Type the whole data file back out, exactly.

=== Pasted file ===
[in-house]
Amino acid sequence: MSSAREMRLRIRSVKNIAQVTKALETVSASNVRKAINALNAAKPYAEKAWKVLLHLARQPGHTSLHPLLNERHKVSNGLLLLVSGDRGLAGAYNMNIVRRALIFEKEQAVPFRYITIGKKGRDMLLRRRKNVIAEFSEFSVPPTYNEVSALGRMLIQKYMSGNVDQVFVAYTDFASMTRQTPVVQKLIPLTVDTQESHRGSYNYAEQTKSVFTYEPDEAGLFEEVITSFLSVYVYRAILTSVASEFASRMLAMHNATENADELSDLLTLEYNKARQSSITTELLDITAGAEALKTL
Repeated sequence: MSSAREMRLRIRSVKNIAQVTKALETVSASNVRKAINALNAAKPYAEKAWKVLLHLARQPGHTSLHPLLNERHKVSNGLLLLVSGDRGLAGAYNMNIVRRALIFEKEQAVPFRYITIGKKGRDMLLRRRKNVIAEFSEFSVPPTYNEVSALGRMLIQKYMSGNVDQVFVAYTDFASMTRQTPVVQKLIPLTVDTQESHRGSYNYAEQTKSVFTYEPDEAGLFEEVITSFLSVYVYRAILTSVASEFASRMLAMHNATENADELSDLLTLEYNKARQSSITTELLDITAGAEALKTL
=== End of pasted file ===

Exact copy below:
[in-house]
Amino acid sequence: MSSAREMRLRIRSVKNIAQVTKALETVSASNVRKAINALNAAKPYAEKAWKVLLHLARQPGHTSLHPLLNERHKVSNGLLLLVSGDRGLAGAYNMNIVRRALIFEKEQAVPFRYITIGKKGRDMLLRRRKNVIAEFSEFSVPPTYNEVSALGRMLIQKYMSGNVDQVFVAYTDFASMTRQTPVVQKLIPLTVDTQESHRGSYNYAEQTKSVFTYEPDEAGLFEEVITSFLSVYVYRAILTSVASEFASRMLAMHNATENADELSDLLTLEYNKARQSSITTELLDITAGAEALKTL
Repeated sequence: MSSAREMRLRIRSVKNIAQVTKALETVSASNVRKAINALNAAKPYAEKAWKVLLHLARQPGHTSLHPLLNERHKVSNGLLLLVSGDRGLAGAYNMNIVRRALIFEKEQAVPFRYITIGKKGRDMLLRRRKNVIAEFSEFSVPPTYNEVSALGRMLIQKYMSGNVDQVFVAYTDFASMTRQTPVVQKLIPLTVDTQESHRGSYNYAEQTKSVFTYEPDEAGLFEEVITSFLSVYVYRAILTSVASEFASRMLAMHNATENADELSDLLTLEYNKARQSSITTELLDITAGAEALKTL